North Ossetian blogger Batraz Misikov has been charged with ‘incitement to hatred’ after making comments supporting the renaming of Lenin Street in Vladikavkaz to that of a local World War II hero and criticizing the opposition of the Communist Party to this decision.
“I know in making this statement I’m already running into a ‘corner’, but magis amica veritas,” the blogger wrote on May 19, quoting a Latin phrase that translates to “truth is a best friend.” .
‘The organization “Rus” [a Russian cultural organisation in North Osseria] can rename a street,” he wrote. ‘The “Nyfs” organization [an Ossetian cultural organisation in North Ossetia] cannot rename a street’.
“That’s it,” he wrote, concluding the post with a “shrug” emoji.
At the beginning of April, the chairman of the Nyfs and a member of the Russian parliament of North Ossetian origin, Valery Gazzayev, make a request to the republican authorities and the Vladikavkaz Mayor’s Office to rename Lenin Street to Kaurbek Toguzov Street, after a famous hero of World War II who bestowed the title “Hero of the Soviet Union”.
“This symbolic act will be an important step in preserving historical memory and strengthening the patriotic spirit of the population in a difficult time for the country,” the letter signed by Gazzayev and other notable Ossetian public figures and addressed to the head of the region, Sergei Menyailo, lit.
Shortly after the letter was published, the Communist Party of the Russian Federation (KPRF) strongly condemned the initiative.
Renaming the street “amounts to the loss of conscience and moral principles”, and such a proposal “is not only a betrayal of the Soviet past, but also undermines Russia’s international positions and the destruction of the state”, a KPRF statement bed, before making a direct comparison with Ukraine. “It all started in the country [Ukraine] with the demolition of monuments to Soviet soldiers and commanders.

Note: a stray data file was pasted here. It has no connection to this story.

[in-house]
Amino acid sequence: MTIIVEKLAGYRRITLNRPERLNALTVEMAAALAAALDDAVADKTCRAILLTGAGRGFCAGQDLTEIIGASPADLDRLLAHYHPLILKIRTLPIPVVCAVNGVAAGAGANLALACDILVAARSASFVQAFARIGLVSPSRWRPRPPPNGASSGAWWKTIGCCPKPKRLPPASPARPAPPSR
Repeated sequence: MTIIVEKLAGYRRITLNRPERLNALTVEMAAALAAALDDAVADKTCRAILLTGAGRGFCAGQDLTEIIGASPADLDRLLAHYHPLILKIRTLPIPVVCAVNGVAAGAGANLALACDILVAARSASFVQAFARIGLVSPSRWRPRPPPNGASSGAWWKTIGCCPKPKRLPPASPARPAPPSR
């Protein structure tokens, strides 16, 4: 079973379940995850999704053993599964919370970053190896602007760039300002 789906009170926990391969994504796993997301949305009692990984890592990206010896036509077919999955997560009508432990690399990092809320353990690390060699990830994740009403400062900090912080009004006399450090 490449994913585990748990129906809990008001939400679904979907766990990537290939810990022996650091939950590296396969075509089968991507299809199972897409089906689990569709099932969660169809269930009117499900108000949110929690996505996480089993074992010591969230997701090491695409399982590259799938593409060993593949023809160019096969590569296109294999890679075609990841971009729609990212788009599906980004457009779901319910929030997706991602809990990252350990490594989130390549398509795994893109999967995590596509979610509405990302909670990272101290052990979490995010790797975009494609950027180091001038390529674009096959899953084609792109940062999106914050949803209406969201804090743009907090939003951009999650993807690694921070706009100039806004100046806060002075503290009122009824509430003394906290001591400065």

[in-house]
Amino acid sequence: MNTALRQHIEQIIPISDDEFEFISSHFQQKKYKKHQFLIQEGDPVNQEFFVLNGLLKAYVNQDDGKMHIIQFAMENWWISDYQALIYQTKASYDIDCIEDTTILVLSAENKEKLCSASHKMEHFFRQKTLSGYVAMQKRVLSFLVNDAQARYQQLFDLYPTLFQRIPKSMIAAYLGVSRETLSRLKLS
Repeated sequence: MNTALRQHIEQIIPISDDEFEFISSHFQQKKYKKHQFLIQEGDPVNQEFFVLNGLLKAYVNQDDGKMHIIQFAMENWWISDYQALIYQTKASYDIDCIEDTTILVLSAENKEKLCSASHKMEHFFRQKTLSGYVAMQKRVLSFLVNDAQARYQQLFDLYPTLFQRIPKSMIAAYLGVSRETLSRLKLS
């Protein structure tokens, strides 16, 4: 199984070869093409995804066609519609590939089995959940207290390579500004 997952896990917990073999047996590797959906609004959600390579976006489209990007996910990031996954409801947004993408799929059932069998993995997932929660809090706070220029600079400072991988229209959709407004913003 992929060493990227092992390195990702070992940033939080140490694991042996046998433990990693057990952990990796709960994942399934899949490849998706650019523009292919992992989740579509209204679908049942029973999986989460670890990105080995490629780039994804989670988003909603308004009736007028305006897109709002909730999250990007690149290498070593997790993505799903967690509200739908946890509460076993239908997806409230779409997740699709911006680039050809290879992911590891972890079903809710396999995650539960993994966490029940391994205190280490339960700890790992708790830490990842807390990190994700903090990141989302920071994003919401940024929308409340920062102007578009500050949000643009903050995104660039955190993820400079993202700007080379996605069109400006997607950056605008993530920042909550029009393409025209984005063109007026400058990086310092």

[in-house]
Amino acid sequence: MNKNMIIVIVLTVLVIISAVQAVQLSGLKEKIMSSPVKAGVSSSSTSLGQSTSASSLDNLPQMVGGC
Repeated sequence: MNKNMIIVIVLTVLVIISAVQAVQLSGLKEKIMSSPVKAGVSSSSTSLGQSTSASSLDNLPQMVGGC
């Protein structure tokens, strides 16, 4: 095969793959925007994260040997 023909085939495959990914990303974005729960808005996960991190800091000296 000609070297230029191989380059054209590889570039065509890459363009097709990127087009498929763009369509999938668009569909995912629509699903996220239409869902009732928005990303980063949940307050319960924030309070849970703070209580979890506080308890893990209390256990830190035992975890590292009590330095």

Deputy Chairman of the Central Committee of the Communist Party Dmitry Novikov said that the proposal was a “cynical provocation” and pointed out that Toguzov had been awarded the Order of Lenin, which he said renamed the street – which he called “spitting in the direction of the founder of the USSR” – a “humiliation” of Toguzov himself.
In response to the communists’ condemnation, Misikov then posted another Telegram post in which he called the party “red sectarians” and said: “The Russians can rename the whole city of Leningrad in honor of their Tsar and his heavenly patron, but Ossetians cannot rename a street in honor of their hero.
It was after these comments that the FSB of North Ossetia sent the blogger’s remarks to two “psycholinguist experts”, Inna and Oscar Kunavin, who had to determine whether his remarks constituted “incitement to hatred”.
On May 20, the two experts concluded that the blogger’s statements contained “propaganda of the superiority of Russians over Ossetians” and directed “speech and statements aimed at inciting hatred, enmity” against the Communist Party and the Russian government.
As a result, a criminal case was opened and Misikov faces a fine of up to ₽20,000 ($310).
In a video statement posted on Telegram, the blogger said he knew the two experts consulted by the FSB and that they had had a dispute with him before – which he said influenced their decision.
Talk with OC Media, Misikov said he and others who want to rename Lenin Street simply want to honor the memory of an Ossetian hero.
“We just wanted to honor the name of Kaurbek Toguzov, a participant in the Battle of Stalingrad and a Hero of the Soviet Union, who lived on Lenin Street in Vladikavkaz,” he said. “In North Ossetia and all of Russia there are enough Lenin streets, so we hoped for understanding from the authorities.”
He said he believed the charges against him were “political” because of his independent blogging and journalism.
“This is evidenced by the insufficient reaction of the Communist Party, which compares the initiative to the perpetuation of the memory of SS soldiers. I was also accused of propagating ‘the superiority of Russians over Ossetians’, although that doesn’t make sense since I am Ossetian,” Misikov said.
North Ossetia leader Sergei Menyailo and Vladikavkaz mayor Vyacheslav Mildzikhov remained silent on the name change initiative.